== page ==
Rx for an Ailing System

Rx for an Ailing System

Like a one-size-fits-all shirt that doesn’t fit anyone very well, American health insurance plans charge every person the same out of pocket cost for medical services—regardless of their effect on a person’s health. So, whether your visit to the doctor is for life-threatening cancer or just the common cold, you’ll pay the same co-pay or deductible. These cash costs set by your employer and your insurance plan are designed to keep you from using “too much” health care.

But what if those out-of-pocket costs are high enough to keep your coworker from taking a medicine that could greatly reduce her risk of having a heart attack? American employers—and citizens—could get a lot more value out of their health insurance by abandoning the old-fashioned system of charging everyone the same, says a team of UM and Harvard University researchers.

By tailoring their plans so that people who can get the most benefit out of a particular drug or screening test will actually pay the least for it, companies might not only get more for their money, they might even save money in the long run by helping their employees prevent expensive health crises.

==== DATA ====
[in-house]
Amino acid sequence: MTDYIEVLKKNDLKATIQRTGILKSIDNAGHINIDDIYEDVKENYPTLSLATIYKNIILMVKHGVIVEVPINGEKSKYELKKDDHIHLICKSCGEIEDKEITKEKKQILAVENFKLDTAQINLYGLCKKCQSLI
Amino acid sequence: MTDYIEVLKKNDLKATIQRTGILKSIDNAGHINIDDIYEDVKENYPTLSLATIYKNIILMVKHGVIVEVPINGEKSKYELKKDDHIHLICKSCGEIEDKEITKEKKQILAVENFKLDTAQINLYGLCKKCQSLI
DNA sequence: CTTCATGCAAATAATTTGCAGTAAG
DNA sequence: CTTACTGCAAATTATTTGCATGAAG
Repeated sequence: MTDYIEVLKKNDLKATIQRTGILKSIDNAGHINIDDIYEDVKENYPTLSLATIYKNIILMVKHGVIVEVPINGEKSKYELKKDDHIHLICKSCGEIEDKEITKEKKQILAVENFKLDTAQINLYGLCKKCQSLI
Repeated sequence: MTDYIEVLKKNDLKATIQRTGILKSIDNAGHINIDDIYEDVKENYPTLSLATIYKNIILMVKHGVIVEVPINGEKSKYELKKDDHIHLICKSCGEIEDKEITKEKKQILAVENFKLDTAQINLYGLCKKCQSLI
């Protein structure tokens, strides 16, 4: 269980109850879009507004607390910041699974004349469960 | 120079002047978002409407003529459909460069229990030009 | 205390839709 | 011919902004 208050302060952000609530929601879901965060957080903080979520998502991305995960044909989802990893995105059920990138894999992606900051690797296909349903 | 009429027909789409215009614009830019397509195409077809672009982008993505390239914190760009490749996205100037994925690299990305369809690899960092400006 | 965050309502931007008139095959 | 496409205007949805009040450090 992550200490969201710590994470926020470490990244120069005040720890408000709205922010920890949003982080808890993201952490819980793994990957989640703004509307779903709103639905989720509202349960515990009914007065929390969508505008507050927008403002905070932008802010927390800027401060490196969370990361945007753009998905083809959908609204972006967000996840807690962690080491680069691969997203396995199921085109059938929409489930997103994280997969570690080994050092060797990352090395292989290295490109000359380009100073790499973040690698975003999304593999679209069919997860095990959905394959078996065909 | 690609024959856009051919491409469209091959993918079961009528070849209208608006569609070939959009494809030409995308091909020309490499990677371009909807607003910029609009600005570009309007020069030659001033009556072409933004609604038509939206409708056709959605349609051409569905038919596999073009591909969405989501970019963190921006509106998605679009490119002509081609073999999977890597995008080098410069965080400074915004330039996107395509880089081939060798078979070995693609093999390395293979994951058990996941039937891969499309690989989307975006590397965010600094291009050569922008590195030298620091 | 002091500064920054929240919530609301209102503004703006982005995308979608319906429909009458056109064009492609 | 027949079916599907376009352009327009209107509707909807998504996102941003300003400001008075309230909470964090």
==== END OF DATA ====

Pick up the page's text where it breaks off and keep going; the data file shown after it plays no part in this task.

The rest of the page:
This approach, called value-based insurance design or VBID, was first conceived at UM in 2001. Under VBID, a person with diabetes would pay little for drugs that can delay diabetes-related health problems, and for tests that can spot those problems early, and employees in their fifties might get free or low-cost colonoscopies, to spot pre-cancerous polyps and treat them before they become cancer.

“Employers and benefits consultants are taking a real interest in value-based benefit design,” said Dean Smith, director of the UM Center for Value-Based Insurance Design and SPH senior associate dean for administration. “They increasingly recognize that health comes from investments in prevention as well as treatments.”

In a paper published in January in Health Affairs, VBID Center faculty Michael Chernew, A. Mark Fendrick, and Allison Rosen described the principle in depth and gave examples of where it’s being used. They include UM, where 2,200 diabetic employees and dependents are receiving free or reduced-cost medications and tests as part of a pilot project headed by Rosen, and the city of Asheville, North Carolina, which showed increased adherence to recommended medications and tests, and decreased sick leave and health costs, after reduced co-pays and other programs were put in place for employees with diabetes.

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Companies may get more for their money—and save money in the long run.